A Beautiful Day at Fern Valley

April 30th, 2013

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A large crowd of community members congregated on Saturday to show their appreciation for the donation of Fern Valley to The College of Wooster as its new field station. Betty and David (retired French Professor) Wilkin donated the tract of land located in northern Holmes County that includes a gorge and a stream (Wilkin Run (unofficial name)).

teamDavid and Betty Wilkin with Lyn Loveless (right, Biology) during the dedication of the Fern Valley field station.

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President Grant Cornwell shows his appreciation for the gift to the College.

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A transdisciplinary group examines the biota and geologic setting of the stream bed. Several classes across the curriculum have visited and collected data from Fern Valley. 

A BRIEF GEOLOGIC SETTING

Geology has begun to install dataloggers and other equipment to monitor streamflow, sediment flux and mass movements at Fern Valley. Photos and the data collected will be archived at the Wooster Digital Resource Commons.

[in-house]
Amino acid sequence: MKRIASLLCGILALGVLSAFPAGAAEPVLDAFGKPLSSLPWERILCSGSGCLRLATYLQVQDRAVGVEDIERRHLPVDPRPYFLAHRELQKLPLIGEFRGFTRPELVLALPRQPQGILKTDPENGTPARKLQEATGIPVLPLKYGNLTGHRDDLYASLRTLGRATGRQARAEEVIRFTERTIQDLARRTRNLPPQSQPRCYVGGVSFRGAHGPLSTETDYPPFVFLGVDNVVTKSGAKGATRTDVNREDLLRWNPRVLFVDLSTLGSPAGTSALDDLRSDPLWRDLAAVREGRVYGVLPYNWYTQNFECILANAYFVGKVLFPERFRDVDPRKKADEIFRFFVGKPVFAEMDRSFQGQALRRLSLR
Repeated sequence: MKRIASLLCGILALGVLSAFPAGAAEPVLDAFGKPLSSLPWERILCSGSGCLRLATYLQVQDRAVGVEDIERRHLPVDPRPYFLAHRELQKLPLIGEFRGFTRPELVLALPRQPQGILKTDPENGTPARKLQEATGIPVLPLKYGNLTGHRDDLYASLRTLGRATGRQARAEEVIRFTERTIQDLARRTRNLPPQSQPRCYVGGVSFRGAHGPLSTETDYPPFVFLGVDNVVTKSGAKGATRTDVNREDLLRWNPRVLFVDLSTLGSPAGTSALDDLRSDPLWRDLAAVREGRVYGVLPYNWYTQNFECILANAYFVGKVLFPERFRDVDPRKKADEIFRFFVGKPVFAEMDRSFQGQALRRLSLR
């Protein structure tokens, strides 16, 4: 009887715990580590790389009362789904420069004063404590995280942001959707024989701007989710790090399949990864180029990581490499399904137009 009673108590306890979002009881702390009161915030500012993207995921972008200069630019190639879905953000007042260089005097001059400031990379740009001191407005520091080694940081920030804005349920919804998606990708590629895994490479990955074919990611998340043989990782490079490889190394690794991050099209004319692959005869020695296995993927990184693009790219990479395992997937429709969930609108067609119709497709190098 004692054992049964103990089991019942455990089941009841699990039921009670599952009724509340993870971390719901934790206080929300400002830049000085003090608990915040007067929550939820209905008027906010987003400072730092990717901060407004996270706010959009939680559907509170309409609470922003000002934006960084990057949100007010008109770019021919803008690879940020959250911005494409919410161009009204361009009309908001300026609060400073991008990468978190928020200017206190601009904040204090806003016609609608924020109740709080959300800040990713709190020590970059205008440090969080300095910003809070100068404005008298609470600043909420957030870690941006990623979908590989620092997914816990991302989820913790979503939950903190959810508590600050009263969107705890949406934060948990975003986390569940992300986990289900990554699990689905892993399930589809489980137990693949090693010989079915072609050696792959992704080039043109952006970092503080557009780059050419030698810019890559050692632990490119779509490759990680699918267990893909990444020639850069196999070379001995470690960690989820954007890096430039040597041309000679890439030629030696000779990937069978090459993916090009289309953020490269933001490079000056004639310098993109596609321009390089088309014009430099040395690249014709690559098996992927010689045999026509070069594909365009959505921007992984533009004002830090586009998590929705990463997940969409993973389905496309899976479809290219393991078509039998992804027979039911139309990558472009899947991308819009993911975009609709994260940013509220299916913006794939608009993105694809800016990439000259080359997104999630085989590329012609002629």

The Geology includes Paleozoic sedimentary rocks overlain by as much as 150 feet of unconsolidated glacial sediments. The water well logs in the area show a buried valley that includes a preglacial lacustrine deposit of several tens of feet of lacustrine clays. The clays were laid down prior to the most recent (~20 ka) advance of the Laurentide Icesheet and the tills and ice contact deposits exposed along the valley walls incorporate these lake clays.  Wilkin Run is now cutting through this sedimentary pile and in many places is now in the lake clays. The lake clays serve as a hydrologic barrier and slip plane for mass movements along the valley.

A Clinton Well drilled in 1950 to a total depth (TD) of 3000 feet  is also on the property and is now part of a natural gas storage field. The current land use in the basin is largely agricultural.

Wilkin Run (below) flows north into Odell Lake. Wooster geologists have cored the lake and together with the ongoing monitoring of sediment flux through Fern Valley; sediment that ultimately ends up in Odell Lake, they can better interpret the sediment cores.

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Dr. Meagen Pollock and Russ along with their dogs enjoying the dedication and geology of Fern Valley.

2 Responses to “A Beautiful Day at Fern Valley”

  1. Kit Priceon 01 May 2013 at 1:39 pm

    I love fern valley!

  2. Byron Manchesteron 04 Nov 2014 at 10:45 pm

    Wonderful Area

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